The School Nutrition Guidelines

Hey everyone! It’s been awhile since the last blog I wrote. I hope you’re all enjoying summer so far. I know I have.

Today I want to take this opportunity to talk about the National School Lunch Program’s newest guidelines under the Healthy, Hunger Free Kids Act of 2010. With school about to begin again in a month this is the perfect time to get yourself and your kids acquainted with the school lunch standards!

For those of you that are already a part of a school community that is participating in the National School Lunch Program (NSLP) you might already be aware of the changes that are taking place on your kids’ trays. For those who are new, keep reading and don’t stress.

In 2010 the First Lady helped to initiate the Healthy, Hunger Kids Free Act which become the basis for policies governing the NSLP as well as other school nutrition programs.

Since this has passed the standards/guidelines for school lunches have tightened. Managers of food services are required to re-vamp menus of students K-12. Suddenly, french fries have become baked potato sticks; frozen foods have been replaced with scratch cooking; and sugary drinks have been replaced with water. 

All these changes can be overwhelming for any parent let alone their kids! So why has this happened?

The Purpose

Well, the main goal of the Healthy, Hunger Free Kids Act is to foster an environment for kids that would help them develop good food habits, balance those habits with exercise, and experiment with new foods.

The secondary goal is to make sure no kid goes hungry. (There has been a good amount of research that connects learning and behavior in school to eating regular, nutritious meals.)

The Guidelines

These guidelines are based on the Dietary Guidelines for Americans of 2010. Put concisely these guidelines try to:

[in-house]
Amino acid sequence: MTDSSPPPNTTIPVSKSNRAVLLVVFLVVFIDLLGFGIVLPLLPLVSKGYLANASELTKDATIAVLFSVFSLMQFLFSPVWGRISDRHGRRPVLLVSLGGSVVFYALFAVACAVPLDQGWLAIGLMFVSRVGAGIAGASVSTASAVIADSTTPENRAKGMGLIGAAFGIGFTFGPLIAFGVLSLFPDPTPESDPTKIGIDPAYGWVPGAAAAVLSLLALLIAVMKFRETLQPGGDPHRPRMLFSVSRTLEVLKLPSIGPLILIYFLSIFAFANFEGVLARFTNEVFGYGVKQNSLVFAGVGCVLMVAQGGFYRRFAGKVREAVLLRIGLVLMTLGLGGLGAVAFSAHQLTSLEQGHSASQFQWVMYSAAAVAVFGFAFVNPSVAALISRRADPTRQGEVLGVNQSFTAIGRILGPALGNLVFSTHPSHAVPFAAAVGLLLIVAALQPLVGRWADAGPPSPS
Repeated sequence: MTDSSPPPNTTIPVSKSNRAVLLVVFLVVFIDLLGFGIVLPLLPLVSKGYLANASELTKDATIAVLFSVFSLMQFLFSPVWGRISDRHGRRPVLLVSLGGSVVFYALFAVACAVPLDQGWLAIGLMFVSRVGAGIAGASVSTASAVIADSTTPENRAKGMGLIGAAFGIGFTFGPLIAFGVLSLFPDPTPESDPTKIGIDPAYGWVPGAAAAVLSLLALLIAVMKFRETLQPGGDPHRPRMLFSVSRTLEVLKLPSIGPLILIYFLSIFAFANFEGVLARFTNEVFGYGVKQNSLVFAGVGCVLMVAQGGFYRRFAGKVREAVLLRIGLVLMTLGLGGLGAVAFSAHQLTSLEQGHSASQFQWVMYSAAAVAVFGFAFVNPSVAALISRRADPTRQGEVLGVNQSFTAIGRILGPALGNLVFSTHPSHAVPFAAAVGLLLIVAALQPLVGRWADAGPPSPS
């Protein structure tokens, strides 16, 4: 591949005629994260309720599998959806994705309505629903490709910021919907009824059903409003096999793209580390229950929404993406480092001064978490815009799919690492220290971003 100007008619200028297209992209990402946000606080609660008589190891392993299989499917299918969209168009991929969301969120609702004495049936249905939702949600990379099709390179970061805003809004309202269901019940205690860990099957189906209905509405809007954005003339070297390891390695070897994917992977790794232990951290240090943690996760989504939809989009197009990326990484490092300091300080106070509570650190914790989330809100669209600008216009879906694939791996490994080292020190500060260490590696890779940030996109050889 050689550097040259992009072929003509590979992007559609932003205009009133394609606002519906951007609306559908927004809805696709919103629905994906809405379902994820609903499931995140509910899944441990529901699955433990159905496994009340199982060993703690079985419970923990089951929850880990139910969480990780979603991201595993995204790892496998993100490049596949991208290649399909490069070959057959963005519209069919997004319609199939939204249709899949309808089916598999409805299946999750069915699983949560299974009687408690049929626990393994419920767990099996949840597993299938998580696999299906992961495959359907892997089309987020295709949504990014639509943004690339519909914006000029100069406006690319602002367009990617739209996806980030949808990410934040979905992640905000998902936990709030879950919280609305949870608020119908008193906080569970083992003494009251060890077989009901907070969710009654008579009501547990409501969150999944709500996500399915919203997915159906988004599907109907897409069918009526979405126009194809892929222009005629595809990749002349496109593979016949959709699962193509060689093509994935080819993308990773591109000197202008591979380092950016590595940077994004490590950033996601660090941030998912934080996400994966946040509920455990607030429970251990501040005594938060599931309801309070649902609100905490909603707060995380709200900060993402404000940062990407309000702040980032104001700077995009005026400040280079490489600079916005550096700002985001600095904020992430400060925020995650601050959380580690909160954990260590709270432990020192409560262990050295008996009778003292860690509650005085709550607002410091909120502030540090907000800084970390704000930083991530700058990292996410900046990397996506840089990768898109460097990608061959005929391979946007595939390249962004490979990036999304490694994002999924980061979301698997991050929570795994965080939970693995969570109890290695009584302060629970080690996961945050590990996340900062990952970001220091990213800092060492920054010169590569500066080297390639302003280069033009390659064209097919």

1.) Increase fruits/veggies and whole grains

2.) Increase fluid/exercise while decreasing sugary drinks and high sodium foods

3.) Balance food intake with exercise

Thus, the new foods being introduced on your kids’ plates.

Wait, there’s More

Two years later in June 2012 these standards were changed to cut sodium and sugar even more drastically. This was due to the fact that these new standards would be implemented gradually over a period of four or five years.

Now we have come to the fifth year. It’s time to review these standards as the Healthy, Hunger Free Kids Act and the Dietary Guidelines expire this fall.

What Can We Do?

As school food managers reviews the pros and cons of the new standards in hopes of reauthorizing these programs for another five years there are a few things we can do to prepare.

1.)Take time to talk to your kids about these guidelines over family dinner night. Make sure they understand why these changes are taking place.

2.) Research these guidelines by following the links I’ve provided below.

3.) Get involved! Volunteer at your child’s school cafeteria or eat lunch with them.

4.) Be patient with school managers as we are all getting used to these standards.

5.) Review menu with kids each evening to see what they want to eat. Encourage them to try new foods.

6.) Act as your child’s role model to healthful eating habits. (Look back at some of my previous posts for ideas on how to model good eating habits).

Resources

http://www.fns.usda.gov/school-meals/healthy-hunger-free-kids-act

http://health.gov/dietaryguidelines/2010.asp

https://schoolnutrition.org/AboutSchoolMeals/SchoolNutritionStandards/

https://schoolnutrition.org/AboutSchoolMeals/Parents/

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